git commit -m "Cleaning up"
git push

Note, in the create use the email you registered at OpenShift. Ok, now you’ve got the basic control skeleton, lets flesh it out a bit. First the control scripts. Let’s get the gradle build ready to go, edit .openshift/action_hooks/build to look as follows:


export JAVA_HOME=/etc/alternatives/java_sdk_1.8.0
export PATH=${JAVA_HOME}/bin:${PATH}


./gradlew -q stage

The GRADLE_USER_HOME variable tell gradle where to write output, you need this because the OpenShift environment locks down all but a specific area. The stage task in the gradle file we will define later. Here’s a basic .openshift/action_hooks/start example:


export JAVA_HOME=/etc/alternatives/java_sdk_1.8.0
export PATH=${JAVA_HOME}/bin:${PATH}

java -cp build/staging:build/staging/* your.Main ${OPENSHIFT_DIY_IP} 8080 |& /usr/bin/logshifter &

The final line has a couple of noteworthy aspects. First, the build/staging path is the result of the gradle stage task previously mentioned, again I’ll cover that below. Second the ${OPENSHIFT_DIY_IP} and 8080 are the address and port your app must bind to for your service to successfully run in OpenShift, so I’m showing them as arguments since your Java will need them.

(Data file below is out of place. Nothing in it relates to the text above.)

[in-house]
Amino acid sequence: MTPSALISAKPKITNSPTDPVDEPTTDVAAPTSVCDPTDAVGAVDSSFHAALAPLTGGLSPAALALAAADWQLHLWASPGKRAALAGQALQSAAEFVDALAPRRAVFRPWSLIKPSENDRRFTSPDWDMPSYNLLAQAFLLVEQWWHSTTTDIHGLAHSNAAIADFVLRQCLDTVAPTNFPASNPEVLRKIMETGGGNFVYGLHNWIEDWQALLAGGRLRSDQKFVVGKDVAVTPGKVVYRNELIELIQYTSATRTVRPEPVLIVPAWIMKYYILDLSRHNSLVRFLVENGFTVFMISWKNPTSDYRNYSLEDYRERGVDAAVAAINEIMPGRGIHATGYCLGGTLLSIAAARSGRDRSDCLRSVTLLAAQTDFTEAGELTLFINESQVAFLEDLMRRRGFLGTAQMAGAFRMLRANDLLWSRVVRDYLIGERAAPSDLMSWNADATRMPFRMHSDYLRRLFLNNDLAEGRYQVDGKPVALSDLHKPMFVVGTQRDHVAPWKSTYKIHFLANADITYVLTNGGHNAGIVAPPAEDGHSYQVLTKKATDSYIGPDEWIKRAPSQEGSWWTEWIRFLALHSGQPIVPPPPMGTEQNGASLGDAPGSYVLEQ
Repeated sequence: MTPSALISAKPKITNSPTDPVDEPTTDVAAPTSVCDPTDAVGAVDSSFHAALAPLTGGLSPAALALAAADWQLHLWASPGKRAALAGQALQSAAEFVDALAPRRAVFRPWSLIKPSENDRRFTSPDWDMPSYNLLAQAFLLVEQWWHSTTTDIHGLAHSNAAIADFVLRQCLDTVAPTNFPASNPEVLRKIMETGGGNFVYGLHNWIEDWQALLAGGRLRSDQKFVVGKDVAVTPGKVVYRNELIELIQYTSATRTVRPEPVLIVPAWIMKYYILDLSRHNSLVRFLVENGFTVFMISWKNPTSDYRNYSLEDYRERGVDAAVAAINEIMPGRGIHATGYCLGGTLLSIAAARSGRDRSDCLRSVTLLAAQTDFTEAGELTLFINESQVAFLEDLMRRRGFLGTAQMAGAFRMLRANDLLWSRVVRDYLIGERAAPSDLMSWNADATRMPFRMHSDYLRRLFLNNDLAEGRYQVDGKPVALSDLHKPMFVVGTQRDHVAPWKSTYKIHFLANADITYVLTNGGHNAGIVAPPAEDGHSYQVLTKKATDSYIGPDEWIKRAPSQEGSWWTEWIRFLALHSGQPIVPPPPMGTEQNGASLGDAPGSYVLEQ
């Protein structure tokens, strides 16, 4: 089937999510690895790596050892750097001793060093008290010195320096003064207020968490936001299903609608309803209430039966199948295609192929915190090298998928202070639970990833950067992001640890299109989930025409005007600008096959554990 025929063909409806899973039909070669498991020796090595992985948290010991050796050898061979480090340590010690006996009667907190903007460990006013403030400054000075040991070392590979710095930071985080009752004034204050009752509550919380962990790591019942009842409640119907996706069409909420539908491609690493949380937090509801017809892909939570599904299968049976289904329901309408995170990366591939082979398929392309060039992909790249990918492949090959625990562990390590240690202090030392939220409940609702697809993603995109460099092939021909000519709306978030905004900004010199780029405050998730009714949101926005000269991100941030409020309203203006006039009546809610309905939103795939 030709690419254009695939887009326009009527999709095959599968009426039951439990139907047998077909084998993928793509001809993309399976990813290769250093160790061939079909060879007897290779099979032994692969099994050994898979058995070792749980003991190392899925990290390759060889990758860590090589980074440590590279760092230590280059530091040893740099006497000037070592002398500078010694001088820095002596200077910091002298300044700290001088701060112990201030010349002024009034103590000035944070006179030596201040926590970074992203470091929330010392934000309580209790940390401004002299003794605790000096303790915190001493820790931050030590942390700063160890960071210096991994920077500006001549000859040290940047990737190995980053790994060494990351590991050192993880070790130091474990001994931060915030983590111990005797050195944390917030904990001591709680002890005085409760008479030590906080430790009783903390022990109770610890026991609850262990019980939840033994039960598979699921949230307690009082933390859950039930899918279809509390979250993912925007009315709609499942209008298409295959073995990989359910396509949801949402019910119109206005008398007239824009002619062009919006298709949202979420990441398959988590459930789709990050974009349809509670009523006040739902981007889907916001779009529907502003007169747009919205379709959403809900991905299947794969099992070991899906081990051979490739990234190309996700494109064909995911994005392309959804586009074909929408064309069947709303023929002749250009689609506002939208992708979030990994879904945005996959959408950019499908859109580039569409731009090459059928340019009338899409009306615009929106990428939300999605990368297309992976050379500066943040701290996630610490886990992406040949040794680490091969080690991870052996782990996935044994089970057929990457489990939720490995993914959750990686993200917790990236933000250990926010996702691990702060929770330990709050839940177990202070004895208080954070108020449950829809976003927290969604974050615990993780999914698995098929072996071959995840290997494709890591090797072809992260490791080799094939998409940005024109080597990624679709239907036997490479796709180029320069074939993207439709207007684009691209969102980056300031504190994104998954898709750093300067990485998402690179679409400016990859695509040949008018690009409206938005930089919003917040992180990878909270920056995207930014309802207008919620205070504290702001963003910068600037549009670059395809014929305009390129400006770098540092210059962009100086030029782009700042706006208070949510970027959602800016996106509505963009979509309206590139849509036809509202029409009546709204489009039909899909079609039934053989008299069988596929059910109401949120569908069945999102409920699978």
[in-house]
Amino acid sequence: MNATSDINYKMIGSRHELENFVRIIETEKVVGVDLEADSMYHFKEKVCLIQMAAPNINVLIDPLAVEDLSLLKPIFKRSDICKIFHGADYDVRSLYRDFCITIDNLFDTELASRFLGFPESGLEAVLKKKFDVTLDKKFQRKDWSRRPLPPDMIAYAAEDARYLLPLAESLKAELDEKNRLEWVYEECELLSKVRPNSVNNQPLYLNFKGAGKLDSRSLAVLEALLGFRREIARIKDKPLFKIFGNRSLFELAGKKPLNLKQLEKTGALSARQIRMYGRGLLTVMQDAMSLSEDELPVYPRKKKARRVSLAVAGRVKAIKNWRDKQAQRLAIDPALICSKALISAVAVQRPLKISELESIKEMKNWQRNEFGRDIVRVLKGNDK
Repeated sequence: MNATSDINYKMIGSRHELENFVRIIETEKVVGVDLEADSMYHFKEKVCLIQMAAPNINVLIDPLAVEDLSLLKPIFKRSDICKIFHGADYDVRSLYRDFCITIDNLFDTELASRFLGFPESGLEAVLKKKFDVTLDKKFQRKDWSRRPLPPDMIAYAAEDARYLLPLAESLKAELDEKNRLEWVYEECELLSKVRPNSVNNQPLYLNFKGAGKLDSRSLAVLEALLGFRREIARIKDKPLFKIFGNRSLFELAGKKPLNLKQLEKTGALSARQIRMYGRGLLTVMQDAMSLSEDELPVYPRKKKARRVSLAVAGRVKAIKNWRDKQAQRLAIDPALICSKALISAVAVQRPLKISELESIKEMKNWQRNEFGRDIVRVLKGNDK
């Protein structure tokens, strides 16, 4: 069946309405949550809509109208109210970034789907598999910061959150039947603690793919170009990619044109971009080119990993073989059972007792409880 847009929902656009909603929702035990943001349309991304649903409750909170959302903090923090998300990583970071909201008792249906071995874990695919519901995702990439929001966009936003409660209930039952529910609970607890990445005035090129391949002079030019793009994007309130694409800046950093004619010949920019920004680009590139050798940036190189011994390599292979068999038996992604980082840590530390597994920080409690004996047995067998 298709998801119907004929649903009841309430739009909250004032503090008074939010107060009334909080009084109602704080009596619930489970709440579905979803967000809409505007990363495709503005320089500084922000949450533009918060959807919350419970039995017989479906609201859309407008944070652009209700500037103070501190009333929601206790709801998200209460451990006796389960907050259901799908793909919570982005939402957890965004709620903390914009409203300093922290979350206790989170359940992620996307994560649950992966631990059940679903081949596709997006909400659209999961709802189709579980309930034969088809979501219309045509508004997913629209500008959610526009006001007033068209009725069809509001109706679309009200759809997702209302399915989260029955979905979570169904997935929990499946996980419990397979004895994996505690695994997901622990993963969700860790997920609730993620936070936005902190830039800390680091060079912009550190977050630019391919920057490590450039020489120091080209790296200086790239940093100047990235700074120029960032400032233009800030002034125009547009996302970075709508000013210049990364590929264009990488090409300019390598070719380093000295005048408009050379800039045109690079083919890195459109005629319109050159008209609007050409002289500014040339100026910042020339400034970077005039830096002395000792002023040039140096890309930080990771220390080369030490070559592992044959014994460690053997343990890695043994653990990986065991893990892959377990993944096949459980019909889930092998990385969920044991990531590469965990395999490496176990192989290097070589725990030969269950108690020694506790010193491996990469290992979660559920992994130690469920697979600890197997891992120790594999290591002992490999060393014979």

Finally lets deal with .openshift/action_hooks/stop to stop your service:


if [[ -n `ps -A | grep java` ]]; then
	pkill -SIGTERM java
exit 0

The Gradle Basics

At this point you want to get going with gradle. For this example, to get a basic skeleton, I’m going to let gradle do the work, I have gradle 2.3 installed locally so:

gradle init --type java-library
echo build >> .gitignore
git add .
git commit -m "Gradle skeleton"
git push

This creates a basic build file, its gradlew wrapper that will pull in gradle 2.3 as needed, and a template src folder.

And the last bit of special sauce, add this task to your build.gradle:

task stage(type: Copy) {
    from sourceSets.main.runtimeClasspath
    into 'build/staging'

stage.dependsOn build

What this does is pull all your generated classes and all jar dependencies together and put them in one directory. This allows your gradle to create a single directory from which OpenShift can run your app.

Let’s test this locally:

./gradlew stage
ls -1  build/staging

Good, so gradlew is able to build and stage the code. Git commit and push.

The Rest Is Up to You

At this point we have:

  1. App in OpenShift
  2. Basic control scripts
  3. Gradle skeleton
  4. All using JDK 8 & Gradle 2.3

What’s left? Well the sample Java code is not a web service and does not bind to the OpenShift ${OPENSHIFT_DIY_IP}:8080 convention, so it doesn’t run. Change src/main/java to be a proper web service that binds to the right address and port, and then your very next push your app will be live!


8 thoughts on “OpenShift, JDK 8, Gradle 2.3, Working Together

  1. Pingback: Your Existing Github to OpenShift With Travis-CI | My name is Ozymandias
  2. Pingback: So you want to write a RESTful server in Java… | My name is Ozymandias